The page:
The coated surface of Solarban and Sungate lowe coated glass can be damaged by any type of product that contains chlorine or by products that are acidic or basic in pH. Care must be taken to ensure that any chlorine or other acidic/basic products do not accidentally get on the coated glass surface.
Isopropanol (IPA) or an IPA/De-ionized (DI) water mix will work well for cleaning the coated surface. To be sure that the surface is sanitized, the concentration of the solution needs to be at least 70% alcohol, according to the CDC.
Recommended Localized Coated Glass Surface Cleaning Procedure:
1. Apply IPA or IPA/DI water mix by spraying or using a clean, microfiber cloth saturated with cleaning solution. Complete coverage of area to be cleaned is a necessity. For ease in cleaning, it is recommended to clean an area not exceeding 4 - 5 sqft. at a time.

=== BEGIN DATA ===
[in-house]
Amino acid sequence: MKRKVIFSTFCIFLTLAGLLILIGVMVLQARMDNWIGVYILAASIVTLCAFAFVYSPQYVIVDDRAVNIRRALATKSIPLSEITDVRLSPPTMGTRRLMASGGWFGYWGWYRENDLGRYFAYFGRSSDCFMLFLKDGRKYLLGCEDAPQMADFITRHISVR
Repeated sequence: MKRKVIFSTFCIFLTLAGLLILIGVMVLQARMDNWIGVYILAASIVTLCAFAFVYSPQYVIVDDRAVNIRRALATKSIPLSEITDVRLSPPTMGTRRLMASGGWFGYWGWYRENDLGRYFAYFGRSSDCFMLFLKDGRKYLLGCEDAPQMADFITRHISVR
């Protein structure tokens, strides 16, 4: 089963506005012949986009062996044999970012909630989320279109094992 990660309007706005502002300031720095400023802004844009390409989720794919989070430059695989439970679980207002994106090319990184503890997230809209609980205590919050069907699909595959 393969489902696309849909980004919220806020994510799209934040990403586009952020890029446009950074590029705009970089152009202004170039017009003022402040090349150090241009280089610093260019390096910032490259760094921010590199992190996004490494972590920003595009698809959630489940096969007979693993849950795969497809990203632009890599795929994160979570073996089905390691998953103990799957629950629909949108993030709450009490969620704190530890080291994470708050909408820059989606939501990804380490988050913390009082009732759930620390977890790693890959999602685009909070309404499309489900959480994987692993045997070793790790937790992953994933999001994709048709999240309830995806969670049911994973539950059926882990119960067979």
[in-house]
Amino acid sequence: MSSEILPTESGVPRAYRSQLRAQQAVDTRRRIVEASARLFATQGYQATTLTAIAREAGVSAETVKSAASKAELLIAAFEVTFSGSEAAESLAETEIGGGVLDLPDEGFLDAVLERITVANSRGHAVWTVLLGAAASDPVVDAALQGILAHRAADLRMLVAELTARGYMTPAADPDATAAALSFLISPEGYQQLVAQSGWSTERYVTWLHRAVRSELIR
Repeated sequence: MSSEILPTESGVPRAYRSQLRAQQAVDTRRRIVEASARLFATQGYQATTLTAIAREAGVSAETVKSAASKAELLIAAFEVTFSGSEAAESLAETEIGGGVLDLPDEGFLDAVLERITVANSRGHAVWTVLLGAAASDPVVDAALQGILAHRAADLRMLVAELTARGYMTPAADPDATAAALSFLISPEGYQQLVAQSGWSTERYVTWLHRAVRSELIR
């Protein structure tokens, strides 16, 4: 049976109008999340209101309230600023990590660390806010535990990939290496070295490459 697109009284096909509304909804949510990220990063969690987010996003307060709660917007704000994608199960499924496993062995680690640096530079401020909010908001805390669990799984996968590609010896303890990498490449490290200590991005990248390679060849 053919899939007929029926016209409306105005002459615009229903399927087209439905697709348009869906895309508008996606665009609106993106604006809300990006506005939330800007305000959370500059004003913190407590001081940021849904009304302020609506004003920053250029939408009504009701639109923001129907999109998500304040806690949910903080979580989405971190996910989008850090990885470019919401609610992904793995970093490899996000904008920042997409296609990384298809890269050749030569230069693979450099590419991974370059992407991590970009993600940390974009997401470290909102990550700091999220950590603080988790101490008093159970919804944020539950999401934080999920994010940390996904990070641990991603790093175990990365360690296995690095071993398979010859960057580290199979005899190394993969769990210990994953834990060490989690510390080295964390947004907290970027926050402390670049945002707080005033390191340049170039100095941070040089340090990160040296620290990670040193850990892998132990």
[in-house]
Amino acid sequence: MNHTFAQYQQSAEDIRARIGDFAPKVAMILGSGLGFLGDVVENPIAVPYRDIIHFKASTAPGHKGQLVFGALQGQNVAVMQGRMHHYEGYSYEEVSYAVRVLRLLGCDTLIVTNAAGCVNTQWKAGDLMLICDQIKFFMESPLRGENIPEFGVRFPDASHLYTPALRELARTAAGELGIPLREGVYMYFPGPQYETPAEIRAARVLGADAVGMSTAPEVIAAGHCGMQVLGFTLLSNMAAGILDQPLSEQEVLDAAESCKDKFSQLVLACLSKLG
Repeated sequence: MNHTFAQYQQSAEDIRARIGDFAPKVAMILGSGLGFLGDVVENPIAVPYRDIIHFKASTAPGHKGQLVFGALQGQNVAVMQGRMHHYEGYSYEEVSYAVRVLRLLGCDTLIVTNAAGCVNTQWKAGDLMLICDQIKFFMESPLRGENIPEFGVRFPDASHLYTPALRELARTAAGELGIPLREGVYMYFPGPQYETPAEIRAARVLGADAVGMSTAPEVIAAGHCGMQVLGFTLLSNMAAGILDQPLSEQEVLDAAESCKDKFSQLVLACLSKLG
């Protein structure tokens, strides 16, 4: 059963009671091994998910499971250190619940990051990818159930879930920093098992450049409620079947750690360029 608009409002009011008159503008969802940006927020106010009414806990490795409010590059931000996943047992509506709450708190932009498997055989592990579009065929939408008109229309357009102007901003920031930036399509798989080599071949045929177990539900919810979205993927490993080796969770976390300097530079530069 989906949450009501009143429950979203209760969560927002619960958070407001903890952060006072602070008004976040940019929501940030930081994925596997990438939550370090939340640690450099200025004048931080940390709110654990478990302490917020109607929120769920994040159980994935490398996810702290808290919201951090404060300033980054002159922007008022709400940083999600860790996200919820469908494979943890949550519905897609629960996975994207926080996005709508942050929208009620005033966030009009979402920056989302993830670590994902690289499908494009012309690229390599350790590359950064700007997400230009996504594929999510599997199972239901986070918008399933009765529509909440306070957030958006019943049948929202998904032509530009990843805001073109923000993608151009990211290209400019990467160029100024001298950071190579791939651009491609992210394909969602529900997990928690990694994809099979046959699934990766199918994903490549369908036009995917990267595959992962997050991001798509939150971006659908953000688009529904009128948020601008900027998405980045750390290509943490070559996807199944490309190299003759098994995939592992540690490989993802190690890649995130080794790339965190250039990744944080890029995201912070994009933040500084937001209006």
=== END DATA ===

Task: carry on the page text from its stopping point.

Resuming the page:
2. Hand cleaning must be done very carefully to avoid coating damage – “patting” the low-e coated surface is recommended, rather than the typical rubbing motion that is commonly used for cleaning uncoated glass.
Vitro always recommends not touching the low-e coated surface unless it is absolutely necessary. Even patting with an IPA solution and clean microfiber cloth, if not done properly, can result in coating damage or streaks left on the coating which could end up as a visual rejection.
Finished Glass & Fenestration Products:
When cleaning finished glass and fenestration products, consult the manufacturer of the product and utilize procedures as directed by the product manufacturer.
The unique characteristics and properties of glass make it an excellent material choice to use in many scenarios where easy to clean surfaces and/or physical separation is required. Glass can provide clear views, visual transparency, and a decontaminated surface if properly maintained by frequent cleaning and disinfecting. Glass as produced by Vitro does not contain any human expelled bacteria or viruses since our glass making process is completely automated.